Sen. Rob Portman (R-OH) has reversed his position on gay marriage, becoming the only sitting Republican senator to support marriage equality. The senator was a top contender to become Mitt Romney’s vice presidential candidate last year. As he explained to several Ohio newspapers, Portman was inspired by his son Will, who came out in February of 2011.
In a Columbus Dispatch op-ed, Portman explains how he struggled with his faith and his desire for his son to have the same opportunities his other children have:
I have come to believe that if two people are prepared to make a lifetime commitment to love and care for each other in good times and in bad, the government shouldn’t deny them the opportunity to get married.
That isn’t how I’ve always felt. As a congressman, and more recently as a senator, I opposed marriage for same-sex couples. Then something happened that led me to think through my position in a much deeper way.
Two years ago, my son Will, then a college freshman, told my wife, Jane, and me that he is gay. He said he’d known for some time, and that his sexual orientation wasn’t something he chose; it was simply a part of who he is. Jane and I were proud of him for his honesty and courage. We were surprised to learn he is gay but knew he was still the same person he’d always been. The only difference was that now we had a more complete picture of the son we love.
At the time, my position on marriage for same-sex couples was rooted in my faith tradition that marriage is a sacred bond between a man and a woman. Knowing that my son is gay prompted me to consider the issue from another perspective: that of a dad who wants all three of his kids to lead happy, meaningful lives with the people they love, a blessing Jane and I have shared for 26 years.
Portman elaborated on his evolution to CNN’s Dana Bash:
Portman’s previous stance on marriage equality was termed “openly hostile” by Michigan Law students who protested his commencement speech just two months after his son privately came out. One hundred students reportedly walked out of the speech. In June 2012, he still opposed the Employee Non-Discrimination Act, explaining to ThinkProgress that businesses should be able to fire gay people without fear of legal action.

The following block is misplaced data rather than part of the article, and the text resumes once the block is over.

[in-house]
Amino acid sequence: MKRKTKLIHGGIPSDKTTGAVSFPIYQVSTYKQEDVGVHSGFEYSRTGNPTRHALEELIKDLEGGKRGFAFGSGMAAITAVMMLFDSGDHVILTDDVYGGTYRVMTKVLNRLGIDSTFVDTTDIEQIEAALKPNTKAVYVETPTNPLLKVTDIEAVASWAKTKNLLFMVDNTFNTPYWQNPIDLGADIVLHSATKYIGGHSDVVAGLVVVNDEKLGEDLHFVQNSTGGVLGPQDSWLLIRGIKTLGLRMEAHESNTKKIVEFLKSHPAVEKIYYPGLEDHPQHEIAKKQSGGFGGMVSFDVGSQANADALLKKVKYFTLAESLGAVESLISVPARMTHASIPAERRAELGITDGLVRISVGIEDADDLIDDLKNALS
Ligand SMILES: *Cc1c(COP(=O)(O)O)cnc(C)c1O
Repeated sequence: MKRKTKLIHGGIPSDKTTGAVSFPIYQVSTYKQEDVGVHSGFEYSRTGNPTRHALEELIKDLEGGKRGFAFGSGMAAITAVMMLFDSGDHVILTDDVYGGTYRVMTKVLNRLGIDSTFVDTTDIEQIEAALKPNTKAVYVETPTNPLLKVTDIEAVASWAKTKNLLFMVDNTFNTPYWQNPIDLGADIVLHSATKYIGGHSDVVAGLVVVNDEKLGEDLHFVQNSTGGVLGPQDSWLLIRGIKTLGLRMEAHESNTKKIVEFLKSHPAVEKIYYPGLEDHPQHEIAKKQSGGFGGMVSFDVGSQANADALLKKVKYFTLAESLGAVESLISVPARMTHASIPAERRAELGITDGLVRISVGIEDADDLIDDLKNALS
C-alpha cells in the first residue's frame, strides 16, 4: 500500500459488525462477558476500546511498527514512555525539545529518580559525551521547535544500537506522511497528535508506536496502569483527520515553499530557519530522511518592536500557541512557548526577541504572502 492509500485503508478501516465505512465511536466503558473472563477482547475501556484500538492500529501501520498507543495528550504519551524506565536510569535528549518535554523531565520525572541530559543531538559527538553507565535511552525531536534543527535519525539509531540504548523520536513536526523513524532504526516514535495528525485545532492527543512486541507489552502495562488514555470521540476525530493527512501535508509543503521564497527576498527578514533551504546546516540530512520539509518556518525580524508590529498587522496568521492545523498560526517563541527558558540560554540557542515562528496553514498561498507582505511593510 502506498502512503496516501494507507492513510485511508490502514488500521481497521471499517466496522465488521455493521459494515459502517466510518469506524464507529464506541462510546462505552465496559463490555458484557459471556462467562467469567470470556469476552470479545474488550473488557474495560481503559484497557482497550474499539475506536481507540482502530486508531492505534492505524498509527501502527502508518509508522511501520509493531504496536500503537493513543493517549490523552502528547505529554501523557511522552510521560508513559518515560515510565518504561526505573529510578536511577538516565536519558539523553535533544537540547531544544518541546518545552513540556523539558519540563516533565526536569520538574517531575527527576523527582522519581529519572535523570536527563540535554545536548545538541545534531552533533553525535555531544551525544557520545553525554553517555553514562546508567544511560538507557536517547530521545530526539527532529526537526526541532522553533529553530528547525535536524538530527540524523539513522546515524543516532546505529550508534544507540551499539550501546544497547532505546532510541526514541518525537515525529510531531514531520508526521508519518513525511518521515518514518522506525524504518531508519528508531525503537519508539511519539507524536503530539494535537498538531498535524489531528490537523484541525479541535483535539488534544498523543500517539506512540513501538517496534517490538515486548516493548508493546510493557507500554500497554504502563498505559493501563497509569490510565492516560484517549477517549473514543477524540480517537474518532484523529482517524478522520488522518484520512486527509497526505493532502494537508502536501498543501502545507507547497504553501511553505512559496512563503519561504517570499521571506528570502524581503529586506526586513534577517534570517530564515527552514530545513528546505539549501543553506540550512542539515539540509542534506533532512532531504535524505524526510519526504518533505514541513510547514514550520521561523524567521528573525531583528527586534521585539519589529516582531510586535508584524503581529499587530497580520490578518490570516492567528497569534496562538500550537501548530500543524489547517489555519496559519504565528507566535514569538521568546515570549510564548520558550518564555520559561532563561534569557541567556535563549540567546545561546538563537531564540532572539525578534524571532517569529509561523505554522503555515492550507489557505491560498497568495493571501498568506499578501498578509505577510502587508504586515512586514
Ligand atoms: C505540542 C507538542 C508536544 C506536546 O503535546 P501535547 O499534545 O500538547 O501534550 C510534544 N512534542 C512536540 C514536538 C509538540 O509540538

During the vetting process for GOP vice presidential candidate, Portman says he told Romney “everything” about his son and claims that the campaign assured him that his son’s orientation was not the reason why he was not selected.
Log Cabin Republicans greeted the news by celebrating the breach of the “conservative logjam on the issue of civil marriage for committed gay and lesbian couples.” Meanwhile, at CPAC, many of Portman’s colleagues have spoken out against marriage equality. GOP star Sen. Marco Rubio (R-FL), widely hailed as “the Republican Savior,” enthusiastically endorsed states’ rights to “define marriage in a traditional way” while insisting he was not bigoted against gay people. No sitting Republican senator has supported gay marriage since former Sen. Lincoln Chafee (R-RI) lost in 2006.
Portman’s timing is apt; in less than two weeks, the Supreme Court will hear a challenge to the Defense of Marriage Act. Since the law was passed in 1996, 22 senators who voted for it have since called for its repeal. Former President Bill Clinton recently disowned the law he signed and called for the court to strike it down. In his op-ed, Portman stressed that he still thinks marriage should be left up to the states without “judicial intervention from Washington.”